I take personal responsibility for such things; as a judge my goal is always to protect those endangered by drugs and drug dealers, and it is also my goal that next year there not be a single overdose death in our community.

We do have a group called ‘Drug Fee SC’ in our county that has a number of people seeking solutions on the local level for the drug epidemic. In our court, we currently order and provide counseling services through Community Mental Health, and also access to a “GED” program at the TEC Center. Statistics show that the more education an individual has, the more likely they are to find stable employment and the less likely they are to resort to crime. The drug problem remains, however; we need to educate our children, no matter how young, on the terrible results drugs can bring into a person’s life and hopefully over time overcome this terrible problem.

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Budget wise, we did stay slightly under budget for the year due to our ability in the court to transfer funds from accounts which hold non-tax dollars. And again this year I will be transferring funds to the county general fund from the probation users fee fund, the probation administrative fee fund, and the supplemental public defender fund, all of which help pay the cost of operating the court while lessening the burden on the taxpayers of our county.

The total amount transferred from those three funds in December 2017 was $40,000. We are also trimming some of the “fat” from our budget, including reducing our book budget by nearly $14,000; and our credit card fees, which we use to collect payments from probationers, are being eliminated.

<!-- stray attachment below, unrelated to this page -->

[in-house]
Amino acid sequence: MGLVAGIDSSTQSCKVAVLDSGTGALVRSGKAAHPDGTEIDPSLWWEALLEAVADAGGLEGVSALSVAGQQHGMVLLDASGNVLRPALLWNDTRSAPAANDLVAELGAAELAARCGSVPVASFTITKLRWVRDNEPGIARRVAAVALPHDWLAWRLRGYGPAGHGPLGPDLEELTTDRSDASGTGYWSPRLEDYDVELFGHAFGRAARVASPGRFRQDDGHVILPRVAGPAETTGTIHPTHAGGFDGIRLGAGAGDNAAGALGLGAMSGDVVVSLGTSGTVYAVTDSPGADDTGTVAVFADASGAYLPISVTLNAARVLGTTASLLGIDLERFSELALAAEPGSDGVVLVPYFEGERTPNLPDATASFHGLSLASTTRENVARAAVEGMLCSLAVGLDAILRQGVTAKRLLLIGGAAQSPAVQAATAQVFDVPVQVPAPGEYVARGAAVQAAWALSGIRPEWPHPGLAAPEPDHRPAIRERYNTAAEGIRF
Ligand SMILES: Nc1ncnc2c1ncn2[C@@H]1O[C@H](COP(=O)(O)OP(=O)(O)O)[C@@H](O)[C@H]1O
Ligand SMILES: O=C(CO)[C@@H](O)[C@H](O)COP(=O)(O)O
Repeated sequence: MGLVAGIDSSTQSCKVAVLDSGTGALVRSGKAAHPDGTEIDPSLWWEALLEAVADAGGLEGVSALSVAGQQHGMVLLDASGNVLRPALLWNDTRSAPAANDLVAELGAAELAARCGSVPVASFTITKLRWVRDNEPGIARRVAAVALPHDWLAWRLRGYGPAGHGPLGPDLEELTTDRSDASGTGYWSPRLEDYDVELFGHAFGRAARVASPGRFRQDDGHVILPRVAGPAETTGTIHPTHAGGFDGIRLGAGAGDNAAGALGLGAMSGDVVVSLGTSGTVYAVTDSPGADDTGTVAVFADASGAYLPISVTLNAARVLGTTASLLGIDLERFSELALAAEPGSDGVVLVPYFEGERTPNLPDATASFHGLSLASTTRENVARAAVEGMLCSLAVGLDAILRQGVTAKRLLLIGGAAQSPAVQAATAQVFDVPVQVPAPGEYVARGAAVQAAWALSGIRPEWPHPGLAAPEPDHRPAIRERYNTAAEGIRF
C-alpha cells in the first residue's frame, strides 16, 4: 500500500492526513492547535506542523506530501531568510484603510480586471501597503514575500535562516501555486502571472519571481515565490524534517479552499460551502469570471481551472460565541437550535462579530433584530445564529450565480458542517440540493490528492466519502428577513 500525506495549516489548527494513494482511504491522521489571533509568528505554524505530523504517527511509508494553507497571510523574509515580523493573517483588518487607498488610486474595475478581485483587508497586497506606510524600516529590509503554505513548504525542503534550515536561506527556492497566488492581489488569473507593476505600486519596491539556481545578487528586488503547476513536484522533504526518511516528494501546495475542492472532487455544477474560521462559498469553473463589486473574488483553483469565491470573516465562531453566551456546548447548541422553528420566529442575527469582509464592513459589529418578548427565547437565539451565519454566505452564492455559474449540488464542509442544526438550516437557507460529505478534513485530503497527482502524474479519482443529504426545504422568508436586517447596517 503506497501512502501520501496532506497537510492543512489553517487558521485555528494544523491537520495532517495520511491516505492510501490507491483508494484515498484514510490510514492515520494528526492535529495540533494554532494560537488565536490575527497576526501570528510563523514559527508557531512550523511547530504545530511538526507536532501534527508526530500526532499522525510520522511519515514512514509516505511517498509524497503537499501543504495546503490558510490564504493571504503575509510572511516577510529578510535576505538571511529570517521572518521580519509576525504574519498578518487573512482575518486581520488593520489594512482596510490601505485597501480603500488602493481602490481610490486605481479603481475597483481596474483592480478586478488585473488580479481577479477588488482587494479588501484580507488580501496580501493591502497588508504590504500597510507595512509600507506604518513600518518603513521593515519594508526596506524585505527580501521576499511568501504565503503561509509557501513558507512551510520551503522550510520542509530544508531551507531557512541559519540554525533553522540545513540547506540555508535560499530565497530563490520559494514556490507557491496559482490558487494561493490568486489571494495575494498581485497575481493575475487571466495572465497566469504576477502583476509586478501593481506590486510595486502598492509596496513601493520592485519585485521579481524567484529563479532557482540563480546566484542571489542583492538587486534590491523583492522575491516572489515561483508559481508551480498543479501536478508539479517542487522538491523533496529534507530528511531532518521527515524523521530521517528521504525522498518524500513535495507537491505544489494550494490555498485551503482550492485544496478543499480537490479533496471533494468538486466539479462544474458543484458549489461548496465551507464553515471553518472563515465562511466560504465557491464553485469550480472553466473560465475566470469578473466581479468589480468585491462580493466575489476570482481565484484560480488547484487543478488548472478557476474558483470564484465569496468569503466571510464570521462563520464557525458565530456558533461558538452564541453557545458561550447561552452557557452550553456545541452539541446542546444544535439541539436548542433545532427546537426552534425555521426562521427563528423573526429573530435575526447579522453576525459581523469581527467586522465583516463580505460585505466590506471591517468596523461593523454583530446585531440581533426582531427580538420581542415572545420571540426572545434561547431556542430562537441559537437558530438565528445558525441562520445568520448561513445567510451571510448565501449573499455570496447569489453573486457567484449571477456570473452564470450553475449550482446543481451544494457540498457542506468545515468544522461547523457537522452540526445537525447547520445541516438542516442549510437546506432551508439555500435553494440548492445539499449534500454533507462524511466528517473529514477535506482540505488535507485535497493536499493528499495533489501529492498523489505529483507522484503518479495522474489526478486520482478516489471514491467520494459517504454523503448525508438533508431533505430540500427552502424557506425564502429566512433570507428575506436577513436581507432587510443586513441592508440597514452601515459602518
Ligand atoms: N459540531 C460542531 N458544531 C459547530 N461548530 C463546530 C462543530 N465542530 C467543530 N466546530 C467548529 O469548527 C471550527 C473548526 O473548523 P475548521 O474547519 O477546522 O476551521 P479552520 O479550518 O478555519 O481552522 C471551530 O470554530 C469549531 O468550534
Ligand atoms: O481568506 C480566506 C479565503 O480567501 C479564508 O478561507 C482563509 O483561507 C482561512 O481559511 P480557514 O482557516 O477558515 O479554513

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I did want to note two significant changes in our staff.

Cheri Weales retired in May after having been a county employee for over 30 years. While we miss her presence and the hard work she put in for the citizens of the county, we did make a change to the way we staff the court.

Natalie Williams is now our juvenile probation officer, having served in that capacity for 11 years in Ripley County. Her knowledge and experience of all things related to the juvenile law, and the law in general, have been invaluable to the court, especially considering that our juvenile delinquency filings have increased this year to the highest they have been in several years.

Finally, I wish to thank all the law enforcement agencies that support the court and help us do the business of the court in a safe environment. Also, I want to again thank the County Commissioners for always being attentive to our needs here in the court and to the County Council for funding the court in a way that allows our court to function efficiently, cost effectively, and most importantly in a way that complies with the highest Constitutional standards.

I thank you for allowing me to continue to serve as your judge; I look forward to another productive year in the Court in 2018. Although I am not allowed to comment on any pending cases, if there are any questions, comments or general concerns, please feel free to contact me at gcoy83@yahoo.com.

W. Gregory Coy,

Judge, Switzerland County Circuit Court